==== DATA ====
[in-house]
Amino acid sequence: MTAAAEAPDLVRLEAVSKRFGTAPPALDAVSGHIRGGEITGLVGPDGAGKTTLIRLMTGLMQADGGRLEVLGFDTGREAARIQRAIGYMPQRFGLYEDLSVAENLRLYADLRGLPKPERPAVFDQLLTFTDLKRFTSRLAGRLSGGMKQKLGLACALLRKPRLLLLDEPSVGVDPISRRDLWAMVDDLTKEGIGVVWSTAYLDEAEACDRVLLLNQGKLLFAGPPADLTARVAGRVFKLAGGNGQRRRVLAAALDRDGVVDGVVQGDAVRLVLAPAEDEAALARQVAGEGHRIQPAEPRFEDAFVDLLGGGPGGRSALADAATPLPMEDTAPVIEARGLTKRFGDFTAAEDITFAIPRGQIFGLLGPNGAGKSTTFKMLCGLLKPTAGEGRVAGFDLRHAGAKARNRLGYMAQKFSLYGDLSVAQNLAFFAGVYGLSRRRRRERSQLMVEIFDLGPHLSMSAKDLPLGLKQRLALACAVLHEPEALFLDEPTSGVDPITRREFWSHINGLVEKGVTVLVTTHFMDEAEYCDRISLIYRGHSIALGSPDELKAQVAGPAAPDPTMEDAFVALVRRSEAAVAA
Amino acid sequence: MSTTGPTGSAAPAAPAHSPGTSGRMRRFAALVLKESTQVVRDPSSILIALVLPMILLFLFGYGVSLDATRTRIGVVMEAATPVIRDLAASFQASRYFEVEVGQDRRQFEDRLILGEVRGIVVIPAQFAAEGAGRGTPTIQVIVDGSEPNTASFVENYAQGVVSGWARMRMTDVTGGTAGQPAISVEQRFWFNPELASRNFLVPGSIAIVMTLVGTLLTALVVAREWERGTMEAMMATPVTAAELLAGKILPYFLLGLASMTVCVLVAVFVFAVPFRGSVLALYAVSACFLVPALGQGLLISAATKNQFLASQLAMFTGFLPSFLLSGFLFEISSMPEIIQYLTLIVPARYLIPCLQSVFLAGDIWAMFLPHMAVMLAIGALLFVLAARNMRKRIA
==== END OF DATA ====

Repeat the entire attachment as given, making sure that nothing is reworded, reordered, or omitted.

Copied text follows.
[in-house]
Amino acid sequence: MTAAAEAPDLVRLEAVSKRFGTAPPALDAVSGHIRGGEITGLVGPDGAGKTTLIRLMTGLMQADGGRLEVLGFDTGREAARIQRAIGYMPQRFGLYEDLSVAENLRLYADLRGLPKPERPAVFDQLLTFTDLKRFTSRLAGRLSGGMKQKLGLACALLRKPRLLLLDEPSVGVDPISRRDLWAMVDDLTKEGIGVVWSTAYLDEAEACDRVLLLNQGKLLFAGPPADLTARVAGRVFKLAGGNGQRRRVLAAALDRDGVVDGVVQGDAVRLVLAPAEDEAALARQVAGEGHRIQPAEPRFEDAFVDLLGGGPGGRSALADAATPLPMEDTAPVIEARGLTKRFGDFTAAEDITFAIPRGQIFGLLGPNGAGKSTTFKMLCGLLKPTAGEGRVAGFDLRHAGAKARNRLGYMAQKFSLYGDLSVAQNLAFFAGVYGLSRRRRRERSQLMVEIFDLGPHLSMSAKDLPLGLKQRLALACAVLHEPEALFLDEPTSGVDPITRREFWSHINGLVEKGVTVLVTTHFMDEAEYCDRISLIYRGHSIALGSPDELKAQVAGPAAPDPTMEDAFVALVRRSEAAVAA
Amino acid sequence: MSTTGPTGSAAPAAPAHSPGTSGRMRRFAALVLKESTQVVRDPSSILIALVLPMILLFLFGYGVSLDATRTRIGVVMEAATPVIRDLAASFQASRYFEVEVGQDRRQFEDRLILGEVRGIVVIPAQFAAEGAGRGTPTIQVIVDGSEPNTASFVENYAQGVVSGWARMRMTDVTGGTAGQPAISVEQRFWFNPELASRNFLVPGSIAIVMTLVGTLLTALVVAREWERGTMEAMMATPVTAAELLAGKILPYFLLGLASMTVCVLVAVFVFAVPFRGSVLALYAVSACFLVPALGQGLLISAATKNQFLASQLAMFTGFLPSFLLSGFLFEISSMPEIIQYLTLIVPARYLIPCLQSVFLAGDIWAMFLPHMAVMLAIGALLFVLAARNMRKRIA